Experimental realization of a novel SOFC system with anode off-gas recirculation

Within the five-year RECOGEN project, the Group of Energy Materials (GEM) in partnership with the Laboratory for Applied Mechanical Design (LAMD) from the Ecole polytechnique fédérale de Lausanne (EPFL) and the industrial partner SOLIDpower designed, optimized, and experimentally realized a patented intermediated-temperature solid oxide fuel cell (SOFC) system with steam reforming (i.e., natural gas to hydrogen). The novelty of this system is a thermally-driven anode off-gas recirculation (AOR) fan, the so-called fan-turbine unit (FTU). The AOR has the advantage of higher global fuel utilization, and thus higher efficiencies and/or lower local fuel utilization, increasing the fuel cell stack lifetime. Additionally, the waste heat of the SOFC stack can be used for local cogeneration in heating or cooling applications. The absences of a water supply is another advantage in comparison to the state-of-the-art direct-steam supply SOFC system.

The FTU consists of a small-scale AOR fan, a steam turbine, and a shaft with gas film bearings. The radial inducer-less fan with a tip diameter of 19.2 mm features backward-curved prismatic blades. The radial-inflow, partial-admission (21 %), and low-reaction (15 %) steam turbine has a diameter of 15 mm. It consists of 59 prismatic rotor blades with a radial chord of 1 mm and a blade height of 0.6 mm. The shaft features one single-sided spiral-grooved thrust and two herringbone-grooved journal gas film bearings. Nominally, these bearings operate with water vapor at a temperatures of 220 °C and a rotational speed of 175 krpm. The entire unit is manufactured by milling, turning, and surface finishing operations (i.e., grinding and honing) exclusively. The unit design is focused on low manufacturing cost, high lifetime, as well as oil-free and explosion-proof operation.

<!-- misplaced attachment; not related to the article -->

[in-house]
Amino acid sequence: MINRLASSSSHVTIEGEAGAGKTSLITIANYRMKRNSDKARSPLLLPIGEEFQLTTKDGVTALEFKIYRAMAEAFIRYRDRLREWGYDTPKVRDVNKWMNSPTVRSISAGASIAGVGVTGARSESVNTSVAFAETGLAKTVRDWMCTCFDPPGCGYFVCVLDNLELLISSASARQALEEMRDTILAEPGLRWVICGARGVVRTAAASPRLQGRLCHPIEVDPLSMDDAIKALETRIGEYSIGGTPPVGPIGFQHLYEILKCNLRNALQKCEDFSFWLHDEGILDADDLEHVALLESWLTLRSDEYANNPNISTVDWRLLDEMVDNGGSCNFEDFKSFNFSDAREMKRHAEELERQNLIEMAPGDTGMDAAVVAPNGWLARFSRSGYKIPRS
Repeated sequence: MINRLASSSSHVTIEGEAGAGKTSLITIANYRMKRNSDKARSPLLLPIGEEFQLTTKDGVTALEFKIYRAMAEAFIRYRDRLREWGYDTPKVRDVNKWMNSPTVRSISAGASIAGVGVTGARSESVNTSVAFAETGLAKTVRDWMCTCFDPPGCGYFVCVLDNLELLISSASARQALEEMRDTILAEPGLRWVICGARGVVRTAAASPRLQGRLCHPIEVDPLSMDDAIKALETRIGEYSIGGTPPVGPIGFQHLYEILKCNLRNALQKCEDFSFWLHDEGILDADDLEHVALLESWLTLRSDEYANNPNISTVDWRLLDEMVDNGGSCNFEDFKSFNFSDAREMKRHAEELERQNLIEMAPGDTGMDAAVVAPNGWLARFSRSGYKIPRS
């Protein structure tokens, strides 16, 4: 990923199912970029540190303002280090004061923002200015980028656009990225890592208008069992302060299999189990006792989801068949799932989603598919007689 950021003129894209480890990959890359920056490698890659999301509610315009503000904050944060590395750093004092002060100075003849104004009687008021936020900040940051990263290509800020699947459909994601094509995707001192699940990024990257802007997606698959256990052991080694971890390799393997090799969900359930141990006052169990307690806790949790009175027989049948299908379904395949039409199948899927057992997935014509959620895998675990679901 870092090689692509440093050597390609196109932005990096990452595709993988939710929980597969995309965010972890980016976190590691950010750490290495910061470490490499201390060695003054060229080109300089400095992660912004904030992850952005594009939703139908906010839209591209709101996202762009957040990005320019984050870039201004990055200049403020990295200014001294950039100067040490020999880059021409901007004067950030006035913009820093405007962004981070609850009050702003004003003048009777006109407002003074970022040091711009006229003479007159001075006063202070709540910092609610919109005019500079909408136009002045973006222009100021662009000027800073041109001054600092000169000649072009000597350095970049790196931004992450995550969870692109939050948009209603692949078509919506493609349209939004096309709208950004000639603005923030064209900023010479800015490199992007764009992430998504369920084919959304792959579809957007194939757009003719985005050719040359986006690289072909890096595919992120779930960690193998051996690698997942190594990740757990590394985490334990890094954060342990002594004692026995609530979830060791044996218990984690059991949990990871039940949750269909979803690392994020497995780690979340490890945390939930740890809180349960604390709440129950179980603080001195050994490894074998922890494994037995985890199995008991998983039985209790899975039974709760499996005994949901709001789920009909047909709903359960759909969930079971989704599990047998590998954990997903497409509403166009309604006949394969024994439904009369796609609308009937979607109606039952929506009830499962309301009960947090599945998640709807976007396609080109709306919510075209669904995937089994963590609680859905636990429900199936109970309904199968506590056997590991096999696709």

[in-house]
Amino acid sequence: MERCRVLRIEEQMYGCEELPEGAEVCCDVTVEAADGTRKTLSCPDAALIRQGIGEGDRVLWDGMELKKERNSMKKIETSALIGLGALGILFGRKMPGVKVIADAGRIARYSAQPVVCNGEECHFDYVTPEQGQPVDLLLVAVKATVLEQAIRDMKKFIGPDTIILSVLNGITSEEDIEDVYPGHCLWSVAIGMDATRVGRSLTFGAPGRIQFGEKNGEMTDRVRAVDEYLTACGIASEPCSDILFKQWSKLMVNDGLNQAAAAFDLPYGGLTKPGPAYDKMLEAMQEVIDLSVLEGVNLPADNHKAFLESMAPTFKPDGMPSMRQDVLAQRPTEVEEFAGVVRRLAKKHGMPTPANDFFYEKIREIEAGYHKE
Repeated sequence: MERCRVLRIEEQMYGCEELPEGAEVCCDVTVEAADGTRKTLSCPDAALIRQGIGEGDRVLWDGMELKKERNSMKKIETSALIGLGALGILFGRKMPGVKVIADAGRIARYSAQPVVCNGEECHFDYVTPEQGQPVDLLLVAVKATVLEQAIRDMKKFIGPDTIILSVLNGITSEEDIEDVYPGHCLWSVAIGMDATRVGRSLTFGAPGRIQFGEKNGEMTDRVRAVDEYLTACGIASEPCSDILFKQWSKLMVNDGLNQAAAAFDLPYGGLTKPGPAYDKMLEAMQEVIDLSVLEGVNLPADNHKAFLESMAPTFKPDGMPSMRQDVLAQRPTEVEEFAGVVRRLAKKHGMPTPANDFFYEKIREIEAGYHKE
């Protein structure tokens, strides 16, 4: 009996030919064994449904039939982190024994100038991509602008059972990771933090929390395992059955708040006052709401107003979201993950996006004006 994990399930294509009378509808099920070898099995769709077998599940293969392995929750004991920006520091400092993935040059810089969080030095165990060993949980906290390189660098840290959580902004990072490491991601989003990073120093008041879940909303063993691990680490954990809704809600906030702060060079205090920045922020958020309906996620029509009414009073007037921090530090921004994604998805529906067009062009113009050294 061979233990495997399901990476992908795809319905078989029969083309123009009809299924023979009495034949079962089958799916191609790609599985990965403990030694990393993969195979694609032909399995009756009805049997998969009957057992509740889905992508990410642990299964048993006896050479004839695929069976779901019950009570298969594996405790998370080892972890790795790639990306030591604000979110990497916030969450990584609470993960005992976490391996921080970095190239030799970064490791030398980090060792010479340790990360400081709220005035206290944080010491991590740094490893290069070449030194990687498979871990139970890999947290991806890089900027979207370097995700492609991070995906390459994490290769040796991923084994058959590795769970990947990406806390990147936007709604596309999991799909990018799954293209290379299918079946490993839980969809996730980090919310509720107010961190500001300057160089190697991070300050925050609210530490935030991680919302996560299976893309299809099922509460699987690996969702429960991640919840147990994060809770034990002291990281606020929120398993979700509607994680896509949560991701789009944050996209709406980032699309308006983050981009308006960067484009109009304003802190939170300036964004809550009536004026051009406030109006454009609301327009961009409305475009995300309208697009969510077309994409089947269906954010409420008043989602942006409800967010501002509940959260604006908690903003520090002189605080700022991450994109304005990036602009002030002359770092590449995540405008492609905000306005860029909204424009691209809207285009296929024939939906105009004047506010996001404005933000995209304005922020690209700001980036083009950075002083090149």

A first proof-of-concept of this novel SOFC system was experimentally realized in the facilities of SOLIDpower in Yverdons-les-Bains, Switzerland, from December 13 to 14, 2018. The FTU was coupled in-situ to a 6 kWel SOFC system, reaching electrical gross DC efficiencies, based on the lower heating value (LHV), of 66 % in part load (4.5 kWel) and 62 % in full load (6.4 kWel) for a global fuel utilization of 85 %. At constant fuel mass flow rate and a constant global fuel utilization of 75 %, the AOR improved the electrical gross DC efficiency by 5 percentage points (from 52 % to 57 %), compared to a direct-steam supply SOFC system. The stack local fuel utilization dropped from 75 % to 61 %, suggesting an increase of the stack lifetime while improving its efficiency. To the best of author’s knowledge, this is the first time that such an SOFC system was demonstrated. It can contribute to make the SOFC technology more efficient, more reliable, more cost-effective, and thus more competitive. This research will be continued within the EU-funded project “Blaze”.

Further information: Wagner, Patrick H. (2019): “Integrated Design, Optimization, and Experimental Realization of a Steam-Driven Micro Recirculation Fan for Solid Oxide Fuel Cell Systems”, EPFL, Lausanne, PhD thesis n° 9337.

The fan-turbine unit (FTU): the fan is on the left side, the turbine on the right side, and the stainless steel shaft is coated with diamond-like carbon (DLC), featuring two herringbone-grooved journal bearings. The Swiss five centime diameter is 17 mm.